''The limits of my knowledge are the limits of my language.''

German, How to Speak and Write It., Jose Rosenberg, Published by Dover.
This is a fun book, despite the fact that the original text is over 30 years old. The illustrations have been updated! New vocabulary is presented in an interesting way, which enables the same pages to be studied over and over again with minimal boredom, and the lesson plan proceeds in a coherent manner. It is easier to learn to read a language than to speak it, and this is an excellent introduction.

Berlitz German., audio cassette. Even if all you want is to learn to read the language, it helps if you know how the language is pronounced. Your local library will probably have the extensive (and otherwise expensive) 6-cassette and 12-cassette courses put out by language schools, however, this little cassette is fine for popping into your Walkman while you go for a jog.

501 German Verbs: Fully Conjugated in All the Tenses, paperback, 526 pages. I love books like these, lists upon lists of words. It's fun to page through them and pick out words you want to learn. Lists of unrelated words don't remain learned very long, the idea is to choose groups of words that you're using in your other lesson plans. Nevertheless it is fun just to browse through the thing!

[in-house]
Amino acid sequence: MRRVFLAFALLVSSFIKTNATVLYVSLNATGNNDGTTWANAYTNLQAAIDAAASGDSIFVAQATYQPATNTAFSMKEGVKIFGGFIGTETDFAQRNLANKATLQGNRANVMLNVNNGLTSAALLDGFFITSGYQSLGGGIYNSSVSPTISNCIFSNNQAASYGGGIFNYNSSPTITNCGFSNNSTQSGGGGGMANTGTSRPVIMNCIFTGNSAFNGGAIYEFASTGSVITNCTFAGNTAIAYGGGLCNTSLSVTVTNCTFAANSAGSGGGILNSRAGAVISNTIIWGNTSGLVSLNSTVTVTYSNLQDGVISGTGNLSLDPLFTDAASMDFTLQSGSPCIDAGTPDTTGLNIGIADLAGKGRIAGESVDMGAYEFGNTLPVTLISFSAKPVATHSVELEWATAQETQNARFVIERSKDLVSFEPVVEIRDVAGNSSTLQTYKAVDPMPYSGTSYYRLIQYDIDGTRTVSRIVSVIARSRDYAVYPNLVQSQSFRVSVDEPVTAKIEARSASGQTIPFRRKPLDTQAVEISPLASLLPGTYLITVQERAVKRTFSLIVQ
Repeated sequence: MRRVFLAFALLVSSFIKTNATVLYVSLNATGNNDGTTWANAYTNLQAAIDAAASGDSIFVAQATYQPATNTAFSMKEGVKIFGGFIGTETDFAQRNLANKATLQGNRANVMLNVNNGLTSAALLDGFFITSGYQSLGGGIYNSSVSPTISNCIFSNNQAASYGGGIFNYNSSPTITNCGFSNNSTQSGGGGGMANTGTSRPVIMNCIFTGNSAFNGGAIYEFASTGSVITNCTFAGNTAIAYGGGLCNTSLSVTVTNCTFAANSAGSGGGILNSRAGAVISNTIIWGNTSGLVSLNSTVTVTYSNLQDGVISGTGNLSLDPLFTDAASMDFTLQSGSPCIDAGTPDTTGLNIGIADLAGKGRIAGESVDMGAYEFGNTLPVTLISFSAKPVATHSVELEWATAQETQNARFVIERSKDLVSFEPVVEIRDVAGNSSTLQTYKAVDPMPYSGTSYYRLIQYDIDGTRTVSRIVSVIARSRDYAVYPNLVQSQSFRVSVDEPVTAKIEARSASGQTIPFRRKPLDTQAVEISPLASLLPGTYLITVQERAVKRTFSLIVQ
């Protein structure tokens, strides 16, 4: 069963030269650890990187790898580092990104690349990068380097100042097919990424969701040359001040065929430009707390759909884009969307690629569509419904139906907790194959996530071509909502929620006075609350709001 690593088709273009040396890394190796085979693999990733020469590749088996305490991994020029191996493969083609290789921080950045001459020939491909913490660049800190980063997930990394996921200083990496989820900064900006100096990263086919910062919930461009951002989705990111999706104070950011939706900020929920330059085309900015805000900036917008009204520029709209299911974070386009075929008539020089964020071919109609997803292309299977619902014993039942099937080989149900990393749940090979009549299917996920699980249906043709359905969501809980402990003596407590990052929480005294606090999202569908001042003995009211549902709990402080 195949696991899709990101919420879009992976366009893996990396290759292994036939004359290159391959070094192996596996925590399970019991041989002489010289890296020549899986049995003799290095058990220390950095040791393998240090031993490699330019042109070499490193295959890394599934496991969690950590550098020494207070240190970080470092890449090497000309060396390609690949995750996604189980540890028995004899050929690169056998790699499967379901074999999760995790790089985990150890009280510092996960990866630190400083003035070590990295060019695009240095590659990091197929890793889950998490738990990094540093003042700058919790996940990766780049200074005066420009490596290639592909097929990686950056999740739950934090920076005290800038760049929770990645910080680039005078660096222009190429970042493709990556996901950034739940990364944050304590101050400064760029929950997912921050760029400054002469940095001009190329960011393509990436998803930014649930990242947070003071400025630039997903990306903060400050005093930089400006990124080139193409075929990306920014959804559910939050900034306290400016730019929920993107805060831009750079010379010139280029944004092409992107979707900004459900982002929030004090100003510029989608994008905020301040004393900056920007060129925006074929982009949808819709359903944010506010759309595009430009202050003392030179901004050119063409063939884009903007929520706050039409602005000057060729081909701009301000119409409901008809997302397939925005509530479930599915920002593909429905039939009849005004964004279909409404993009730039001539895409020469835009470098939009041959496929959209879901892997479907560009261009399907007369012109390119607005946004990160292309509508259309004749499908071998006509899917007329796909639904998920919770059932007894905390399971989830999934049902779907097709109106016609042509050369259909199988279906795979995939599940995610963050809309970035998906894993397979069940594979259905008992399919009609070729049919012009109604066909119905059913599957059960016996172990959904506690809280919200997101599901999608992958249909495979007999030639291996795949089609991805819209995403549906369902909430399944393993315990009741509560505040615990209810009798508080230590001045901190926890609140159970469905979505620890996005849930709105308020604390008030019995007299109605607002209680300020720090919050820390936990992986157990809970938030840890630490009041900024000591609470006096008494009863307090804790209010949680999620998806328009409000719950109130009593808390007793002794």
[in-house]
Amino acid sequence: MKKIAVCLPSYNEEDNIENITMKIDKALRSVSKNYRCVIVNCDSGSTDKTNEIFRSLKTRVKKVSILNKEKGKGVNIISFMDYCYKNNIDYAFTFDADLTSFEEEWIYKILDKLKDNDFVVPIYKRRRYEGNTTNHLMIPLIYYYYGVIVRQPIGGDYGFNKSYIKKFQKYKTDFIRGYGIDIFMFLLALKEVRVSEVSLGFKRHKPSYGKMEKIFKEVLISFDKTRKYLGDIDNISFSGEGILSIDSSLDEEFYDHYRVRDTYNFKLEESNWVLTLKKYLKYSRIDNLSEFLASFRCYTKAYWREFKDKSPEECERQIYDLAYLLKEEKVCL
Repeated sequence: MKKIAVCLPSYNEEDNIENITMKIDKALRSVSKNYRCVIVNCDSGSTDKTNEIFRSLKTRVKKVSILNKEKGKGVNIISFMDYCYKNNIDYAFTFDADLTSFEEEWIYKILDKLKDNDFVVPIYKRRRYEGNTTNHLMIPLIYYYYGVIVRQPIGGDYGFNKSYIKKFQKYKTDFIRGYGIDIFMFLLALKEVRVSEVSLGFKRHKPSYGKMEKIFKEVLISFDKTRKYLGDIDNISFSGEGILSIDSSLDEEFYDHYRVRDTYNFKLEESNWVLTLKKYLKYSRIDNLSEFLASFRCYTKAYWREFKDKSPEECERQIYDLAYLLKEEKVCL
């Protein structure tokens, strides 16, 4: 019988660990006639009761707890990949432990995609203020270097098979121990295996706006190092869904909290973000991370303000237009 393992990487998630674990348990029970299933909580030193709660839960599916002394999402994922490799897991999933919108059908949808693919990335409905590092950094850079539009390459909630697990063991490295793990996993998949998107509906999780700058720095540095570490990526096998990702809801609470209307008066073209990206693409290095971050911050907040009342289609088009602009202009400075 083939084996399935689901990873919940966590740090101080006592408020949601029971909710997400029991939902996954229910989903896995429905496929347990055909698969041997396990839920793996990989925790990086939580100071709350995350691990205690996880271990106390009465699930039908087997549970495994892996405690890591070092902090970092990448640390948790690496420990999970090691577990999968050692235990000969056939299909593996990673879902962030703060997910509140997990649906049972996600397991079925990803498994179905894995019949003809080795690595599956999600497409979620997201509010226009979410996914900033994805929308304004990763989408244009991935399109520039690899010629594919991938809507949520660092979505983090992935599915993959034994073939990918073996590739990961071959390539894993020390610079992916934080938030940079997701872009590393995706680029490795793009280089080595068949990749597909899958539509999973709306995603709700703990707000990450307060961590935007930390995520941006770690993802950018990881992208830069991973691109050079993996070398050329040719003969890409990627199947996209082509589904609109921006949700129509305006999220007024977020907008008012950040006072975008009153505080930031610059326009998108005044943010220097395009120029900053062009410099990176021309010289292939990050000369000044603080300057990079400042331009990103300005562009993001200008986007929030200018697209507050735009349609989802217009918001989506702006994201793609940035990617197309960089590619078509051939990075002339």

1001 Pitfalls in German (1001 Pitfalls Series), paperback, 303 pages. Another favorite book. Even if you're a beginner, you should get this book. At the very least you'll learn some new vocabularly, and if something is puzzling you about German grammar, this is the place to see it 'in action.'

2001 German and English Idioms. Like I said, I love books like these. 'Idioms' and 'slang' are always changing. 'Literal' translations of an idiomatic phrase sometimes don't make a great deal of sense - so this book is extremely important to have to keep you from giving up in frustration on certain occasions!

21st Century German-English English-German. If you're already trying to learn German, chances are you've already got a dictionary. But 'pocket' dictionaries are not the way to go - you should buy the most comprehensive, college-level dictionary, as-thick-as possible that you can. Those cost $20-40, and eventually you'll want one of those, but try this one first.

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